What I do
"Curiosity in community" is the best environment for both rich learning and innovative research.
condensed matter physics, Optics and Photonics
Dr. Mark Siemens received a B.S. in Engineering Physics from the Colorado School of Mines in 2003 and did his Ph.D. research at JILA and the University of Colorado. After graduating in 2009, Dr. Siemens worked as an NRC postdoc at the National Institute of Standards and Technology (NIST) and JILA. In 2010, he moved to the University of Denver where he joined the Department of Physics and Astronomy as an Assistant Professor. He was promoted to Associate Professor in 2016 and was appointed Director of the Undergraduate Research Center in 2018. Dr. Siemens has two primary research interests: 1.) Using ultrashort laser pulses to measure electron transport in semiconductors for making better solar cells, and 2.) Studying topological effects in laser beams with orbital angular momentum.
- Ph.D., Physics, University of Colorado, 2009
- BS, Engineering Physics, Colorado School of Mines, 2003
- The Optical Society
- American Physical Society
The Siemens group has two primary research interests: ultrafast spectroscopy and topological optics.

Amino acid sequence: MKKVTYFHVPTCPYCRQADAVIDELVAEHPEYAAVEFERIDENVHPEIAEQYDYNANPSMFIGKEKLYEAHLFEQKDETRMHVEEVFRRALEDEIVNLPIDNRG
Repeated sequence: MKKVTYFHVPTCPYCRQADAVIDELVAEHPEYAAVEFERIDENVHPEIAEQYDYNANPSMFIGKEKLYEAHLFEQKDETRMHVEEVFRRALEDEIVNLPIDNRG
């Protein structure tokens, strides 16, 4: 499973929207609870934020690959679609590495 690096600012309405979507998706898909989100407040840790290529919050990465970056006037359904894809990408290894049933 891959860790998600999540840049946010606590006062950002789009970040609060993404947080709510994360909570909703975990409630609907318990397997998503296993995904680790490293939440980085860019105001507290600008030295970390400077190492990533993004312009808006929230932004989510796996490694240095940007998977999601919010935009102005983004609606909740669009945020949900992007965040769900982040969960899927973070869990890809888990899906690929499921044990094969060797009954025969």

We use ultrashort pulsed lasers to control and measure electron transport, primarily through multidimensional coherent spectroscopy. This allows us to observe and differentiate coherent and incoherent transport pathways in complex semiconductor materials such as quantum wells and thin films. We are currently studying perovskite thin films, which have shown great promise as a next-generation photovoltaic material without clear understanding of why they work so well - our goal is to clarify the basic transport physics in these materials to enable the fabrication of even higher conversion efficiency and lower cost solar cells.
We also study the generation, propagation, and measurement of light with phase singularities and orbital angular momentum (OAM). We are interested in high-purity generation and high-fidelity measurement of light's OAM for potential applications in communication and spectroscopy. We are studying emergent topological interactions in propagating optical beams.
- CAREER: Unlocking forbidden optical transitions in nanostructures using light with orbital angular momentum
- Collaborative Research: OAM photonics: sensing and imaging enabled by orbital angular momentum of light
- Collaborative: Ultrafast Phonon Spectroscopy for Lifetime Measurements of Phonons in 2-D Transitional Metal Dchalcogenides
- Quanitzed phonon dynamics for thermoelectrics
- Fulbright Scholar, Fulbright Scholar program, United States Department of State Bureau of Educational and Cultural Affairs
- Franklin Research Grant , American Philosophical Society
- NSF CAREER award, National Science Foundation
- Outstanding Junior Faculty, DU Division of Natural Sciences & Mathematics
- Doctoral New Investigator, American Chemical Society